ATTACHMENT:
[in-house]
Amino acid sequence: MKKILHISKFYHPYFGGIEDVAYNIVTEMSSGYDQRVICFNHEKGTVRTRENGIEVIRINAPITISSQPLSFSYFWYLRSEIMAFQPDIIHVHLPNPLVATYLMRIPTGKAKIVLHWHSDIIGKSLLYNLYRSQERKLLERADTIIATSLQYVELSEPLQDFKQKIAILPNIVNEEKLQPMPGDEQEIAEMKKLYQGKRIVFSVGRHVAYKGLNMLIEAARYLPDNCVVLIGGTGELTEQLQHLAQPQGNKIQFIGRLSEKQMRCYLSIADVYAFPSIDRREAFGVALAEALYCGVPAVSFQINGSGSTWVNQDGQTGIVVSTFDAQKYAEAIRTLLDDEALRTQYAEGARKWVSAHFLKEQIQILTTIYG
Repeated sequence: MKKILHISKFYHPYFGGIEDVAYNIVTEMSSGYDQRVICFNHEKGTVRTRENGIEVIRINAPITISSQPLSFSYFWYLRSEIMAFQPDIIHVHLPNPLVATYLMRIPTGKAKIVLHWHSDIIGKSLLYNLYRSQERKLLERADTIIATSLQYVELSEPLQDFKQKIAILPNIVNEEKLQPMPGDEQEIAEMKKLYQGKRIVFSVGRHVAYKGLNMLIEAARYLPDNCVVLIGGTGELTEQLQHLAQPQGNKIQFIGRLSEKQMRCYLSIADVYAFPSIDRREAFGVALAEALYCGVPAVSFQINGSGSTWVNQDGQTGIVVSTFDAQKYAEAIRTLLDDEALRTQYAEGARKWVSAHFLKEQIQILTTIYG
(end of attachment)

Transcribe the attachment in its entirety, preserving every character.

[in-house]
Amino acid sequence: MKKILHISKFYHPYFGGIEDVAYNIVTEMSSGYDQRVICFNHEKGTVRTRENGIEVIRINAPITISSQPLSFSYFWYLRSEIMAFQPDIIHVHLPNPLVATYLMRIPTGKAKIVLHWHSDIIGKSLLYNLYRSQERKLLERADTIIATSLQYVELSEPLQDFKQKIAILPNIVNEEKLQPMPGDEQEIAEMKKLYQGKRIVFSVGRHVAYKGLNMLIEAARYLPDNCVVLIGGTGELTEQLQHLAQPQGNKIQFIGRLSEKQMRCYLSIADVYAFPSIDRREAFGVALAEALYCGVPAVSFQINGSGSTWVNQDGQTGIVVSTFDAQKYAEAIRTLLDDEALRTQYAEGARKWVSAHFLKEQIQILTTIYG
Repeated sequence: MKKILHISKFYHPYFGGIEDVAYNIVTEMSSGYDQRVICFNHEKGTVRTRENGIEVIRINAPITISSQPLSFSYFWYLRSEIMAFQPDIIHVHLPNPLVATYLMRIPTGKAKIVLHWHSDIIGKSLLYNLYRSQERKLLERADTIIATSLQYVELSEPLQDFKQKIAILPNIVNEEKLQPMPGDEQEIAEMKKLYQGKRIVFSVGRHVAYKGLNMLIEAARYLPDNCVVLIGGTGELTEQLQHLAQPQGNKIQFIGRLSEKQMRCYLSIADVYAFPSIDRREAFGVALAEALYCGVPAVSFQINGSGSTWVNQDGQTGIVVSTFDAQKYAEAIRTLLDDEALRTQYAEGARKWVSAHFLKEQIQILTTIYG